Angélina Boulesteix Paris
FACING subdued growth at home, a growing number of Western investors are looking to Africa’s “frontier markets” for high returns and hoping the continent’s budding exchanges can help them tap in.
The International Monetary Fund predicts sub-Saharan Africa’s economy will expand by 5.1 percent this year and 5.8 percent next year – the highest growth outside Asia – despite the heavy economic toll from the Ebola epidemic.
“The Americans are beginning to take a look, the whole world is looking, because it’s the last big territory with a lot of opportunities for fast growth,” said Hubert Segain, a partner at law firm Herbert Smith Freehills.
This new appetite for African investments has driven a proliferation of stock exchanges across the continent, with countries such as Mozambique, Uganda and Tanzania setting up their own markets.
These markets offer African companies a means to access Western capital in a stable and transparent environment, governed by more defined rules than private investments.
The Bourse Régionale des Valeurs Mobilières exchange in Ivory Coast, which covers eight west African countries, already got more than half of its volume from international investors, said chief executive Edoh Kossi Amenounve.
Western exchanges are also looking to get into the game, linking up with their African cousins and tempting companies to double-list.
Segain said more than 10 African companies, or those with assets on the continent, had debuted recently on the London Stock Exchange, one of the world’s largest equity markets which had been on a marketing drive on the continent.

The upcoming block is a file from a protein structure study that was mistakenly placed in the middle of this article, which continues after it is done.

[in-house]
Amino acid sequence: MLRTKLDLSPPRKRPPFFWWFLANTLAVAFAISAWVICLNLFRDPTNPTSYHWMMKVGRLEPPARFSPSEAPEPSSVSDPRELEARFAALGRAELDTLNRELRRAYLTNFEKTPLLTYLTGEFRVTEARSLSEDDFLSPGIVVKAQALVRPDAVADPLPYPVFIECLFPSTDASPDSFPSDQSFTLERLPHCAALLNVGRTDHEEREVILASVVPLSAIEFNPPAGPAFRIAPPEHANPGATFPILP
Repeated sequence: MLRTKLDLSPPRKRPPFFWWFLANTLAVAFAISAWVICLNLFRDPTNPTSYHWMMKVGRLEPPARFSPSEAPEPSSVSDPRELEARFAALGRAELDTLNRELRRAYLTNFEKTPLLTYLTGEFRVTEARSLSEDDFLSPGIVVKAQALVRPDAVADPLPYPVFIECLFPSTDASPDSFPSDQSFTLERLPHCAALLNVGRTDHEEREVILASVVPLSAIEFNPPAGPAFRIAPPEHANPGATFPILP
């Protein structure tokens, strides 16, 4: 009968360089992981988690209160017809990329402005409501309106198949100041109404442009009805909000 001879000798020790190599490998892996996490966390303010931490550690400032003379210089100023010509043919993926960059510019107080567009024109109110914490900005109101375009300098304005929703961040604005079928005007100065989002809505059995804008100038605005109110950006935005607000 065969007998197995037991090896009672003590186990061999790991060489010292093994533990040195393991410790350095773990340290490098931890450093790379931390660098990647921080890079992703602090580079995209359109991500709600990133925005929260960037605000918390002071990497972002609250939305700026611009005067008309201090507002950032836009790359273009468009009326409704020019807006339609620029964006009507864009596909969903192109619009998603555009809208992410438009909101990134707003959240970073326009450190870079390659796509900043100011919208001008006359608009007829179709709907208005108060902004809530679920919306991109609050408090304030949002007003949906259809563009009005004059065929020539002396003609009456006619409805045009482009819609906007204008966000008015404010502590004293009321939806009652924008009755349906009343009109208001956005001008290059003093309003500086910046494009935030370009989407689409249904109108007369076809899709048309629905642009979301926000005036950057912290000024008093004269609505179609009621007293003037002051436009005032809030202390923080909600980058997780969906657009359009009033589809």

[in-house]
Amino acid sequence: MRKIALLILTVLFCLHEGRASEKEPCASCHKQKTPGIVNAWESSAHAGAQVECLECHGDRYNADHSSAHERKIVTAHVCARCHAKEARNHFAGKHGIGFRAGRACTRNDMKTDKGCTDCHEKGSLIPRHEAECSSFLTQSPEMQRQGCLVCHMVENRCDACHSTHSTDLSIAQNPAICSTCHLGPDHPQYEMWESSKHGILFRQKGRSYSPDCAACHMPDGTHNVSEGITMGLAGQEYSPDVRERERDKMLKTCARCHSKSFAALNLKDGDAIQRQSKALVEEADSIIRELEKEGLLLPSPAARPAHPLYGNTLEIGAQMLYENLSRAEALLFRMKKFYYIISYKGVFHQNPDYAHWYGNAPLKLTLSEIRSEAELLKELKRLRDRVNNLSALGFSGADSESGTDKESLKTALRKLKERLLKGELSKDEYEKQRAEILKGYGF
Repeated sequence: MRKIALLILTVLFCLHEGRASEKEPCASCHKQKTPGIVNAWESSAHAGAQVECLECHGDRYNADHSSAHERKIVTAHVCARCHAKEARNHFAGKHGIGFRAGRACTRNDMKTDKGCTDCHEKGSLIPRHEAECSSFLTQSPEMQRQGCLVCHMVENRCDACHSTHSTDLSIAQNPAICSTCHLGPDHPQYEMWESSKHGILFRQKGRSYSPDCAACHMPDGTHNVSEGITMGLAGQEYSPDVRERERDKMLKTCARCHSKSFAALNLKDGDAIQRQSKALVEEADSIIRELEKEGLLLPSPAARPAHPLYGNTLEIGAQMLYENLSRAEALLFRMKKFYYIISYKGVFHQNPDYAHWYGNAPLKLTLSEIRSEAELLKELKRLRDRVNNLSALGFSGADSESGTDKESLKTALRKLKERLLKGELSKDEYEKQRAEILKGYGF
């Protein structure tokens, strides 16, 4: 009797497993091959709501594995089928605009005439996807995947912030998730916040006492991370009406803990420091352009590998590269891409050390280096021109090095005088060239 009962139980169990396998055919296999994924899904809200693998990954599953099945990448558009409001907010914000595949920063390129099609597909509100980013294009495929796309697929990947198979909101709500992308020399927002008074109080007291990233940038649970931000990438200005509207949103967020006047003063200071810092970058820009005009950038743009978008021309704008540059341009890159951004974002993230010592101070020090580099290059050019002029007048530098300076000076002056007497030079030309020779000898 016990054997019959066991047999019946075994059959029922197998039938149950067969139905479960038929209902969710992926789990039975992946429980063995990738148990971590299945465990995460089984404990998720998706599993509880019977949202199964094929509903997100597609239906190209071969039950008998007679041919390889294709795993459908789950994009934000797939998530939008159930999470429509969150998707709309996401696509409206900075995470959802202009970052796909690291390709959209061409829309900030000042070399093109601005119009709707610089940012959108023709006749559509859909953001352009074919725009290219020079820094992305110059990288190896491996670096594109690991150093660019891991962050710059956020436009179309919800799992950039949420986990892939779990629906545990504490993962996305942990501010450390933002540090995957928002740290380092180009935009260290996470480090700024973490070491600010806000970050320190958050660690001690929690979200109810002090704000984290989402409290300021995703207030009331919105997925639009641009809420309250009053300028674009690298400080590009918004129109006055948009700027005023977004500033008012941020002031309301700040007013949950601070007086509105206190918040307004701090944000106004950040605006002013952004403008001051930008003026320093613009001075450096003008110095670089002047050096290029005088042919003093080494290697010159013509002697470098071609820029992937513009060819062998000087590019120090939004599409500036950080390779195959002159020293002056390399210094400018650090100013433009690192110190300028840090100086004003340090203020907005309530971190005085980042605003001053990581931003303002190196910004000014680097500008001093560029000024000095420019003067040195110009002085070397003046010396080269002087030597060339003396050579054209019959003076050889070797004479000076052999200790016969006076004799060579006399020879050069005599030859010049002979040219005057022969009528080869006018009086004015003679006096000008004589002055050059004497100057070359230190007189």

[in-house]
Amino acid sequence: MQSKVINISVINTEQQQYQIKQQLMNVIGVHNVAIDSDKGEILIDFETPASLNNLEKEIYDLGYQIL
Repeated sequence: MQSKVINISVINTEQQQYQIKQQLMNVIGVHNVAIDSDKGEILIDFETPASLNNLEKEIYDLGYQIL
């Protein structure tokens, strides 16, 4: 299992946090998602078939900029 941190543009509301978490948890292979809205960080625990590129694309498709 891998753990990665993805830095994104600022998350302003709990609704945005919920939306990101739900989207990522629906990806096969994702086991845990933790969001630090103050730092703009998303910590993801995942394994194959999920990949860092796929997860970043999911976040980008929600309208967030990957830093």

“Double-listing is one path we are exploring, but the heart of our approach” is “the sharing of good practices and sharing technologies”, said Anthony Attia, the chief executive of Euronext Paris.
The exchange operator in March signed a co-operation deal with Algeria’s stock exchange and agreed to provide Tunisia and three Middle Eastern exchanges with trading technology. But the potential for profits comes with challenges. “The first hurdle is seeing Africa as a single entity. It brings together very different geographical areas with varied levels of political and economic stability,” Attia said.
Another major problem is liquidity, as there are still only a limited number of players in Africa’s financial markets.
Liquidity is important because it allows investors and companies to be flexible with their holdings. Without it, it can be difficult to find buyers and sellers of shares.
South Africa had by far the most developed market on the continent, with about 400 companies listed. The JSE is also the largest by market capitalisation, with $378 million (R4 billion), more than four times as much as nearest rival Nigeria.
Crucially, share markets needed to tailor their services according to their clients, as the needs of an African and US investor were not the same, said Orrick Rambaud Martel partner Pascal Agboyibor. – Sapa-AFP